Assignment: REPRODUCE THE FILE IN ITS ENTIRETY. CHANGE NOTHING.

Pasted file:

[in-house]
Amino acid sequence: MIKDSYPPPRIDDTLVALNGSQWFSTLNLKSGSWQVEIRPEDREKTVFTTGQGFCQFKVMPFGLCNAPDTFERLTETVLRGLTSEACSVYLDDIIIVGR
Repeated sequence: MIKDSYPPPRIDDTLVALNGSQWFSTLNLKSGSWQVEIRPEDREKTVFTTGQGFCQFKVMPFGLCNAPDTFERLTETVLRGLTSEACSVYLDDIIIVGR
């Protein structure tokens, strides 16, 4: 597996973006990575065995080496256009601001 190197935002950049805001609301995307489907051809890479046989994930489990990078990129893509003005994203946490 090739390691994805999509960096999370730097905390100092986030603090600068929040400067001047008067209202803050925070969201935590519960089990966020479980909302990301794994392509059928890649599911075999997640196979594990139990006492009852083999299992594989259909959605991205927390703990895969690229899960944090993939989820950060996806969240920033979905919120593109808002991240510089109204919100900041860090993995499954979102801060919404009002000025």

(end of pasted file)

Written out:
[in-house]
Amino acid sequence: MIKDSYPPPRIDDTLVALNGSQWFSTLNLKSGSWQVEIRPEDREKTVFTTGQGFCQFKVMPFGLCNAPDTFERLTETVLRGLTSEACSVYLDDIIIVGR
Repeated sequence: MIKDSYPPPRIDDTLVALNGSQWFSTLNLKSGSWQVEIRPEDREKTVFTTGQGFCQFKVMPFGLCNAPDTFERLTETVLRGLTSEACSVYLDDIIIVGR
């Protein structure tokens, strides 16, 4: 597996973006990575065995080496256009601001 190197935002950049805001609301995307489907051809890479046989994930489990990078990129893509003005994203946490 090739390691994805999509960096999370730097905390100092986030603090600068929040400067001047008067209202803050925070969201935590519960089990966020479980909302990301794994392509059928890649599911075999997640196979594990139990006492009852083999299992594989259909959605991205927390703990895969690229899960944090993939989820950060996806969240920033979905919120593109808002991240510089109204919100900041860090993995499954979102801060919404009002000025």